A few days before that, I was doing my typical city route. Running down a busy, restaurant-lined street in a trendy entertainment district, there was a dude on the opposite street corner belting out a song while playing a mean air guitar. He was one of many homeless folks I see in this part of town.

The reality is this: There’s a Greyhound bus station three blocks up the street from where he was holding his impromptu performance, and a lot of communities give their homeless bus tickets out of town. Some of them end up here.

And we get free concerts.

Other guys regularly show up with real instruments, playing Pink Floyd or Blake Shelton tunes, depending on their tastes and talents.

There’s one part of my route that takes me down a one-mile stretch I refer to as the Bum Super Highway of Tulsa. I know that’s not very PC of me. I get that way sometimes. But here’s how the BSH works:

– On the north end of said highway (it’s actually Denver Avenue), this whole mess starts north of the Interstate 244 bridge. Under that bridge are convenient places for some people to hole up for the night. Some of those campsites are well stocked.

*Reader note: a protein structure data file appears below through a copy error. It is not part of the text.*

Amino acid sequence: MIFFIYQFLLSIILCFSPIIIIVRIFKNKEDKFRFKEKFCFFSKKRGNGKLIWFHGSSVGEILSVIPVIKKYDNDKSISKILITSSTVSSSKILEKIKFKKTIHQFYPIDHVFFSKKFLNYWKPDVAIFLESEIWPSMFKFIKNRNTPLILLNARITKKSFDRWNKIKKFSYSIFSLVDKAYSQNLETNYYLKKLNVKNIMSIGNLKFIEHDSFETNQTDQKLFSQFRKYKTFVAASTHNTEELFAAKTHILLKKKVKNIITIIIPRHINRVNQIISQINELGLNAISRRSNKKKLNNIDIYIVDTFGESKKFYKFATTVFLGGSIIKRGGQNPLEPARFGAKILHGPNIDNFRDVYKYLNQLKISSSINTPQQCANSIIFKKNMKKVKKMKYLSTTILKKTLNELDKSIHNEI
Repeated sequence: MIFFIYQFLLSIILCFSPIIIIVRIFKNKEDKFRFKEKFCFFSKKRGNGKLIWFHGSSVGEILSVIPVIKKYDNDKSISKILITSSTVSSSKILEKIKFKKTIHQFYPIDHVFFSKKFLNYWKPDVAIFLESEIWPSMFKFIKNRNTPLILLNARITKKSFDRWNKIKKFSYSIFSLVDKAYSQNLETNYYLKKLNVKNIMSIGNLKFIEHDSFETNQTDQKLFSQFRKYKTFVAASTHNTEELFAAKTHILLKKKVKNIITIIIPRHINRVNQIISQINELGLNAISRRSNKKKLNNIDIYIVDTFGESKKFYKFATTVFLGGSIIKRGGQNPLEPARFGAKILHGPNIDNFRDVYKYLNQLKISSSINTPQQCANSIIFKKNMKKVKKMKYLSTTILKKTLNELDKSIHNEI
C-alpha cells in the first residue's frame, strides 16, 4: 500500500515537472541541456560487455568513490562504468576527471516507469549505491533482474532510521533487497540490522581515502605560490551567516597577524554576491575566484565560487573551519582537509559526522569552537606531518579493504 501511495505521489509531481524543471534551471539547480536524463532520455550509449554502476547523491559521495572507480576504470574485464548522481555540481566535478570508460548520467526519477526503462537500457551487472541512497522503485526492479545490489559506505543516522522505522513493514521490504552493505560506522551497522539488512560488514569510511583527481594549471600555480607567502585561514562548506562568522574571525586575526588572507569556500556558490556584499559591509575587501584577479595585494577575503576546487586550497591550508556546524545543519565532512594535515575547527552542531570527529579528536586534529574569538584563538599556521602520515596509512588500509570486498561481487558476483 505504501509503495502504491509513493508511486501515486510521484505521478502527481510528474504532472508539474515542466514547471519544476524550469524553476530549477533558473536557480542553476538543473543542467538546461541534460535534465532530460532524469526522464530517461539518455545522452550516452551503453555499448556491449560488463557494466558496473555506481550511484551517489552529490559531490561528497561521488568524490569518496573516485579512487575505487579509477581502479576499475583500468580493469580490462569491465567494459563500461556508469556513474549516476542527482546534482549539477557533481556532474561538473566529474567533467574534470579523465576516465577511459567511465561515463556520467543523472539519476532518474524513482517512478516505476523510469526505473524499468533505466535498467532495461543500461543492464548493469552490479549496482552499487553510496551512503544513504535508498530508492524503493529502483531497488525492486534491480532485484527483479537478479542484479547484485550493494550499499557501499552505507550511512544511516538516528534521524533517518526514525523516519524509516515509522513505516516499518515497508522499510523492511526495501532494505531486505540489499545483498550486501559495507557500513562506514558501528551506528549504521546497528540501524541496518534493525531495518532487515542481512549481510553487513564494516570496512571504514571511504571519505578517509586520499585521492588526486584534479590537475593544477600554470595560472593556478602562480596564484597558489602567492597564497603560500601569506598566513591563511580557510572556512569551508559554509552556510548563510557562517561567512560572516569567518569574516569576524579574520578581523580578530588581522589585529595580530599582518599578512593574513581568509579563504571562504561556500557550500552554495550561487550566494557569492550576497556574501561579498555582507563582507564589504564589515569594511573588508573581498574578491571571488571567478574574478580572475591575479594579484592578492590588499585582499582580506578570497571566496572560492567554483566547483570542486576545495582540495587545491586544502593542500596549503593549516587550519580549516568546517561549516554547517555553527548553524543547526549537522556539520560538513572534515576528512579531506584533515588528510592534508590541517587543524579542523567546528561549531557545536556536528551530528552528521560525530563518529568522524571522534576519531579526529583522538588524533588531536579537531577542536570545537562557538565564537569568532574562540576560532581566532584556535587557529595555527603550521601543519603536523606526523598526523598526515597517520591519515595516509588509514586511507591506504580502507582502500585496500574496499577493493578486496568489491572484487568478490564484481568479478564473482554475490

– On the other side of the bridge is the John 3:16 Mission. As you might guess, it’s a place where the homeless can get a meal, a cot and maybe some clothes.

– Traveling south, I pass the county jail and the downtown Salvation Army. Further down the street is the city’s downtown bus station (different from the Greyhound terminal I mentioned earlier). In between is a small collection of bail bond offices.

I get to see all sorts of down-and-outs on this stretch. Most keep to themselves. Some ask me questions.

“How far you going today?” one dude asked. I guess he’d seen me before.

“Not far. Just a few miles.”

Another guy offered me advice:

“Wherever you’re going, you need to run to Jesus!”

“Amen, brother!” I answered.

One large and rather imbalanced fella was busy yelling cuss words at an imaginary foe (he was quite agitated) while shadowboxing. I watched him closely as I ran by. A fight with him would have been a tough struggle.

But my most unusual encounter happened about a week ago.

While on the back half of my run down the BSH, I saw the form of a man lying on the sidewalk under a railroad bridge overpass. This particular path has a concrete wall on the embankment and a shorter wall separating pedestrian traffic from the street. I see people walking up and down this sidewalk all the time, but seeing a motionless shape just sitting there was something new. I slowed down to investigate (I’d have to step over him to pass anyway).

The man was bundled up, a little grubby and fully bearded.